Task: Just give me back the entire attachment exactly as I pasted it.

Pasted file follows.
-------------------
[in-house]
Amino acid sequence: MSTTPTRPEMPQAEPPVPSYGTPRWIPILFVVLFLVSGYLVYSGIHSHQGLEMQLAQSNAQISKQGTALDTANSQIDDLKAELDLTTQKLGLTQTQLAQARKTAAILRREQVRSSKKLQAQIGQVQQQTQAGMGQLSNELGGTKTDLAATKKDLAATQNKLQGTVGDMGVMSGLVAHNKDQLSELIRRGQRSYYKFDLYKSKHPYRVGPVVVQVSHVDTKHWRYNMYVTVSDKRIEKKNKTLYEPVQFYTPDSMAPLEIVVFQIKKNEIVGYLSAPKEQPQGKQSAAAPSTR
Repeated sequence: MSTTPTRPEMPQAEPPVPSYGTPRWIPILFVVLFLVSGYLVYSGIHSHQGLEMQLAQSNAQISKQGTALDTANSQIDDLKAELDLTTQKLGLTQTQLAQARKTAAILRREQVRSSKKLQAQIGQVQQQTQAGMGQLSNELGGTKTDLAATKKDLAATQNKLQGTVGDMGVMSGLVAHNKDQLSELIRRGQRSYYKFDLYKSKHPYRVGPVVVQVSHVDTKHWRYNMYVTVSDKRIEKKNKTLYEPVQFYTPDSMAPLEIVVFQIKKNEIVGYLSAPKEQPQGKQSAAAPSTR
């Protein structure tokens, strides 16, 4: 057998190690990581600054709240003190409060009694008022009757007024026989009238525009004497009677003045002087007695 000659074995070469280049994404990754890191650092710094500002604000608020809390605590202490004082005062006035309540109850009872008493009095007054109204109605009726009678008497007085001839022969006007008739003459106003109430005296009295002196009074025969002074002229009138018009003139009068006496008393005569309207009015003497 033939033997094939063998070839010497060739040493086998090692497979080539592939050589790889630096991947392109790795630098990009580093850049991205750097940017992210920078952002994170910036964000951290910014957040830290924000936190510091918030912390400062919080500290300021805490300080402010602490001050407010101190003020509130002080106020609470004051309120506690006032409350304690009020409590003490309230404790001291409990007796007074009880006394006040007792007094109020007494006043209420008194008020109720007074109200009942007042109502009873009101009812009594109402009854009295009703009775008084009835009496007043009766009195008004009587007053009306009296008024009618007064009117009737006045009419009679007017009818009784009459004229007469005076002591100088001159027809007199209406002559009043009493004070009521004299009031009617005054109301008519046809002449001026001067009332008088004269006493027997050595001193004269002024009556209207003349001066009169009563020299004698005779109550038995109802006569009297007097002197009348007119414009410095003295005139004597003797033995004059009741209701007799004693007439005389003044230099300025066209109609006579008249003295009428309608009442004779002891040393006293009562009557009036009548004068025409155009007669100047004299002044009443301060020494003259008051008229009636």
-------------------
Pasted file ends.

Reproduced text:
[in-house]
Amino acid sequence: MSTTPTRPEMPQAEPPVPSYGTPRWIPILFVVLFLVSGYLVYSGIHSHQGLEMQLAQSNAQISKQGTALDTANSQIDDLKAELDLTTQKLGLTQTQLAQARKTAAILRREQVRSSKKLQAQIGQVQQQTQAGMGQLSNELGGTKTDLAATKKDLAATQNKLQGTVGDMGVMSGLVAHNKDQLSELIRRGQRSYYKFDLYKSKHPYRVGPVVVQVSHVDTKHWRYNMYVTVSDKRIEKKNKTLYEPVQFYTPDSMAPLEIVVFQIKKNEIVGYLSAPKEQPQGKQSAAAPSTR
Repeated sequence: MSTTPTRPEMPQAEPPVPSYGTPRWIPILFVVLFLVSGYLVYSGIHSHQGLEMQLAQSNAQISKQGTALDTANSQIDDLKAELDLTTQKLGLTQTQLAQARKTAAILRREQVRSSKKLQAQIGQVQQQTQAGMGQLSNELGGTKTDLAATKKDLAATQNKLQGTVGDMGVMSGLVAHNKDQLSELIRRGQRSYYKFDLYKSKHPYRVGPVVVQVSHVDTKHWRYNMYVTVSDKRIEKKNKTLYEPVQFYTPDSMAPLEIVVFQIKKNEIVGYLSAPKEQPQGKQSAAAPSTR
């Protein structure tokens, strides 16, 4: 057998190690990581600054709240003190409060009694008022009757007024026989009238525009004497009677003045002087007695 000659074995070469280049994404990754890191650092710094500002604000608020809390605590202490004082005062006035309540109850009872008493009095007054109204109605009726009678008497007085001839022969006007008739003459106003109430005296009295002196009074025969002074002229009138018009003139009068006496008393005569309207009015003497 033939033997094939063998070839010497060739040493086998090692497979080539592939050589790889630096991947392109790795630098990009580093850049991205750097940017992210920078952002994170910036964000951290910014957040830290924000936190510091918030912390400062919080500290300021805490300080402010602490001050407010101190003020509130002080106020609470004051309120506690006032409350304690009020409590003490309230404790001291409990007796007074009880006394006040007792007094109020007494006043209420008194008020109720007074109200009942007042109502009873009101009812009594109402009854009295009703009775008084009835009496007043009766009195008004009587007053009306009296008024009618007064009117009737006045009419009679007017009818009784009459004229007469005076002591100088001159027809007199209406002559009043009493004070009521004299009031009617005054109301008519046809002449001026001067009332008088004269006493027997050595001193004269002024009556209207003349001066009169009563020299004698005779109550038995109802006569009297007097002197009348007119414009410095003295005139004597003797033995004059009741209701007799004693007439005389003044230099300025066209109609006579008249003295009428309608009442004779002891040393006293009562009557009036009548004068025409155009007669100047004299002044009443301060020494003259008051008229009636």